An illustration in a home-made draft of the book
PP: What demographic is the book aimed at?
Tom: Well, we started it as teenagers and it still has many elements that an inquisitive teen mind might enjoy, but we’re really old now and we still laugh ourselves to tears over certain parts of the book. I’d say ages 14 to maybe 24 would enjoy it most.
Colin: Given that we were pubescent boys when we started writing it I guess you’d start there. And when we finished writing it we were rapidly approaching middle age, so anyone in between really.
PP: Can you tell me about the Don Colebox character?
Tom: Yes, he’s Jim’s arch enemy. Like Professor Moriarty in relation to Sherlock Holmes. The adversaries in our book had at one time been friends but their lives went in different directions. Don is self-styled master criminal, head of a hapless gang of imbeciles. Jim and Don are in a game of cat and mouse throughout the book, leading up to their inevitable showdown.
PP: What are the main themes in the book?
Tom: I guess we are looking at the absurdity of life and death quite a lot and the way that it is dealt with through religious stories. There’s also a lot of playing with the idea of reality. As humans, we like there to be a division between reality and fantasy and we use all sorts of things like science and data analysis to separate the two. But the reality of reality is that it is intangible. We mess with that a lot.
PP: There seems to be a lot of circularity in the book, with themes reoccurring and situations coming back on themselves. What’s that about?
Tom: Ah, I can tell you’ve read it all the way through! Yes indeed. In 1992, I got into a situation which was genuinely life threatening and it made me really consider what life might be about. I came up with a bit of a concept, which I won’t delve into too much here, but essentially it is the idea of circularity. As you point out, there is a symmetry to many events in the book and some of the things that seem really random early on turn out to be vitally important later on. It’s a very satisfying book in that respect, but you need a bit of faith in it at the start. Although it’s just a construct in our story, I think that theme has something to say about life itself.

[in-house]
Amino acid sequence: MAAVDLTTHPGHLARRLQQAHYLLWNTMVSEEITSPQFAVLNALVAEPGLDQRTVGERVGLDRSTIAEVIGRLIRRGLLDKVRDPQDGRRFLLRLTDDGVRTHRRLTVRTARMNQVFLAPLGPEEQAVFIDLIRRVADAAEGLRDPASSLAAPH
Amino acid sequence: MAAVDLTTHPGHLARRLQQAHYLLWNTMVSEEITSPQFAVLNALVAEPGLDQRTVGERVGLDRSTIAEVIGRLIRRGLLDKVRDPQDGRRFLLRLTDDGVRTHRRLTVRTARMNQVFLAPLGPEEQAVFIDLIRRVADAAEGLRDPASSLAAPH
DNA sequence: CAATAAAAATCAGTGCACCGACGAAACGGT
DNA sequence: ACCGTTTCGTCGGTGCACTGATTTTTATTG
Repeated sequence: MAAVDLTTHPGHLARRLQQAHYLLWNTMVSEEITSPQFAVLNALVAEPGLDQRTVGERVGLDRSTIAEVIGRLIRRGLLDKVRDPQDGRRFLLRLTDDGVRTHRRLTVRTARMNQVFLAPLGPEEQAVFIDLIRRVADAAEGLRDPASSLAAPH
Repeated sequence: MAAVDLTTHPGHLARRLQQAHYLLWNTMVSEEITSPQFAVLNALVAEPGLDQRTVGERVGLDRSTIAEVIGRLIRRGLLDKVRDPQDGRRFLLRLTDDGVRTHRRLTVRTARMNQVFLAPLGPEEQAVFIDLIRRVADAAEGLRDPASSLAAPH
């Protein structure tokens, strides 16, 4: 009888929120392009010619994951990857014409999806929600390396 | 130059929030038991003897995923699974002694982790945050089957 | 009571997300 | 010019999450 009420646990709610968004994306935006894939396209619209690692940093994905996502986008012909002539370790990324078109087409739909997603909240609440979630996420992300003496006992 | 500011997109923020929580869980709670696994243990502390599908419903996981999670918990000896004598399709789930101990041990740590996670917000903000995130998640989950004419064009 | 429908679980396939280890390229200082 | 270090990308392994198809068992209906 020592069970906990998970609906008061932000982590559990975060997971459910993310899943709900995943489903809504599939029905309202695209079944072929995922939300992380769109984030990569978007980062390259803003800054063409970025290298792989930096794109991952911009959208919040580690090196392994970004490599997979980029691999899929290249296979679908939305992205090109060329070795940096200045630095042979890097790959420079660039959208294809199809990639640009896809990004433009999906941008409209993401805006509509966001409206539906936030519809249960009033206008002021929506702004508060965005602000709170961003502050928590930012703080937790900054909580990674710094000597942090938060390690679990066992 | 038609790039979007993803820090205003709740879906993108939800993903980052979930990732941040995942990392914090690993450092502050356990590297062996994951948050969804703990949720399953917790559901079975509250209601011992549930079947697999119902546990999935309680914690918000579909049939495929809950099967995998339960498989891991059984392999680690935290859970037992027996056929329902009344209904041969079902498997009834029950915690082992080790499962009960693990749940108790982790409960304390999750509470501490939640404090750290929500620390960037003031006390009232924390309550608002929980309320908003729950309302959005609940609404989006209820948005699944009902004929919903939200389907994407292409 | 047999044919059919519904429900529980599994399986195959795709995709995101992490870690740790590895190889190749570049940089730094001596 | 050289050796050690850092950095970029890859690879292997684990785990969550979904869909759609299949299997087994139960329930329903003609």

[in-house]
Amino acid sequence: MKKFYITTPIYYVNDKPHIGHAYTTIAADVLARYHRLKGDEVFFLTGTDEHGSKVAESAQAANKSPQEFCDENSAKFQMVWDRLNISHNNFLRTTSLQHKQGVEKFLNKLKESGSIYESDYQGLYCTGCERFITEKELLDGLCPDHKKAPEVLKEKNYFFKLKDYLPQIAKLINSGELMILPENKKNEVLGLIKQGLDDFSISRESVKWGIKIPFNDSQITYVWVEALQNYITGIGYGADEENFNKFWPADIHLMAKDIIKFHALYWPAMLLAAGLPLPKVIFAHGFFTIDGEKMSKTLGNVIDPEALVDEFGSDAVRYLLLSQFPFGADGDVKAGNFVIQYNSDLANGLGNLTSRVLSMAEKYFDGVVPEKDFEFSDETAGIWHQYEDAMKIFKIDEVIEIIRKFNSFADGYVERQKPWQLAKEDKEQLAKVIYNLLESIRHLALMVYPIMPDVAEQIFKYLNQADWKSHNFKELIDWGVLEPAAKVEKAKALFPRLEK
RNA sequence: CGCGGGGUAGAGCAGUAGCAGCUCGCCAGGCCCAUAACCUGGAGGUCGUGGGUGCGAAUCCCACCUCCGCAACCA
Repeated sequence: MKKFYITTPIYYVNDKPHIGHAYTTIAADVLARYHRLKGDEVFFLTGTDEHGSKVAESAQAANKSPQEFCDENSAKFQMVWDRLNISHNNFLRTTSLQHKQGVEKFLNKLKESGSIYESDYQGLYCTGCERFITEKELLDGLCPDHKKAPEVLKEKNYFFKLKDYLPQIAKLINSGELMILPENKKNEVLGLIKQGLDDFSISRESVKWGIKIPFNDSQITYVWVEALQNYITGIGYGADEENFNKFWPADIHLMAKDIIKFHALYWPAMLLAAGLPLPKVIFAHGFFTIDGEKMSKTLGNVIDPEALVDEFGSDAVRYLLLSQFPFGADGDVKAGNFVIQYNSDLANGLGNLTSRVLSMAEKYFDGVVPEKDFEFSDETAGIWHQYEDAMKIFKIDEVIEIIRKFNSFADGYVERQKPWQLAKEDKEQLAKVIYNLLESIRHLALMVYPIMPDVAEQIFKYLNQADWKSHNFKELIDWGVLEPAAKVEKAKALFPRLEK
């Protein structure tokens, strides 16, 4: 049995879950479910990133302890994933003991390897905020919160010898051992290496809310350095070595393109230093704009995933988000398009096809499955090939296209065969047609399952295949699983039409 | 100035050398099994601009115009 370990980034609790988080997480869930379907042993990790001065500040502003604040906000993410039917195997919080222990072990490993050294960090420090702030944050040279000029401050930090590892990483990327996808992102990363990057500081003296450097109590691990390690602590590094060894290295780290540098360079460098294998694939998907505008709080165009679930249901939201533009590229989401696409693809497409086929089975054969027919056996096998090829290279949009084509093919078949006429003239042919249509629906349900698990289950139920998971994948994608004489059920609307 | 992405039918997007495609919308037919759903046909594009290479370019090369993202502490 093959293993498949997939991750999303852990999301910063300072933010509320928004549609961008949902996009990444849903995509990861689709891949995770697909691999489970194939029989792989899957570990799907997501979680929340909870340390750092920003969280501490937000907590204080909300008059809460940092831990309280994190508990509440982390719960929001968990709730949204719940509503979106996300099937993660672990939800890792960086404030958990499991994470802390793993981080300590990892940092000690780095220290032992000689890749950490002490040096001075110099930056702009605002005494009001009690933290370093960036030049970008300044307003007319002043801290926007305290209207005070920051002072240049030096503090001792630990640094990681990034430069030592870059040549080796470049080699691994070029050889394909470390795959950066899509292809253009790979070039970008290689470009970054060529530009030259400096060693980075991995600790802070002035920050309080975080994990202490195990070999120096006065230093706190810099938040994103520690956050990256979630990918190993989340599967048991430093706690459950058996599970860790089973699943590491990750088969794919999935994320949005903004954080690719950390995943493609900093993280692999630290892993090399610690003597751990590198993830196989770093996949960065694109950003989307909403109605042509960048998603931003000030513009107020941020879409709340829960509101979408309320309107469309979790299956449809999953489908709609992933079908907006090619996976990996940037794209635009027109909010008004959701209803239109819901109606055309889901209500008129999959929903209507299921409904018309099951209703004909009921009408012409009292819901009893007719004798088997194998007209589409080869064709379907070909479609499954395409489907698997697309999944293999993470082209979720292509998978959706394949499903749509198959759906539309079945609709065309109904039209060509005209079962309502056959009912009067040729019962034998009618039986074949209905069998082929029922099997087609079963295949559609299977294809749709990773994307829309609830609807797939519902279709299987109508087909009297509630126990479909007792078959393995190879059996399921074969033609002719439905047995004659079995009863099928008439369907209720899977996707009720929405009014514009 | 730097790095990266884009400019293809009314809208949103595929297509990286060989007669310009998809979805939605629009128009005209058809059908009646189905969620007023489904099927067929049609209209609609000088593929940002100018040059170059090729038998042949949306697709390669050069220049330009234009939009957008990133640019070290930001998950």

Colin: The circularity partly comes from why we think we are here. Reincarnation is not the right word, but it is the fact that you are going to come back in some shape or form. It’s to do with the circularity of life itself.
PP: What is the idea behind the Carnival?
Colin: Carnival is a time when normal social standards get suspended for the duration of the festival. During that phase, anything is possible. That fits in with the story we are trying to tell because anything is possible, certainly for Jim Leighton, including surviving many times when he probably should have died!
Tom: There is a carnival that happens in the book, but the whole book is imbued with the spirit of carnival.
PP: What about the ‘Hermit The Bog’ bit of the title?
Tom: Well, that’s an example of the absurd. There is a whole philosophical concept called absurdism, which relates to what I was saying about the intangibility of reality.
PP: I assumed the Bog bit was a reference to toilets. There is a lot of toilet humour in the book, why is that?
Tom: Life is a dirty, messy business. When we are born our mothers usually deliver us along with a poo which the midwife quickly clears away. And there’s loads of blood, sweat, fluids and membranes. Being a baby is all about sicking up milk and messing our nappies.
We try to create an illusion of hygiene and cleanliness, but our bodies are full of parasites and germs. I’m not just talking about worms. There are even parasites that live in the eyelashes and hair follicles of all of us
In the 18th century there was a fantastic political cartoonist called James Gillray who delighted in drawing the aristocracy on the toilet. One of my favourites of his is called National Conveniences, which shows several national stereotypes using the loo. His subjects are also often shown belching and being sick. It’s those bodily functions that we as modern humans try to deny, and that’s what’s so funny.
The father of an old school friend of mine was an American ex-Vietnam veteran and when he thought that someone wasn’t genuine or too good to be true he used to say ‘His shit don’t stink!’, which is a similar kind of thing.
Also poo is the essence of life. It really is. It fertilises the soil and from that everything that we need to survive grows. Dirt and decay brings growth, so it’s the circularity idea again.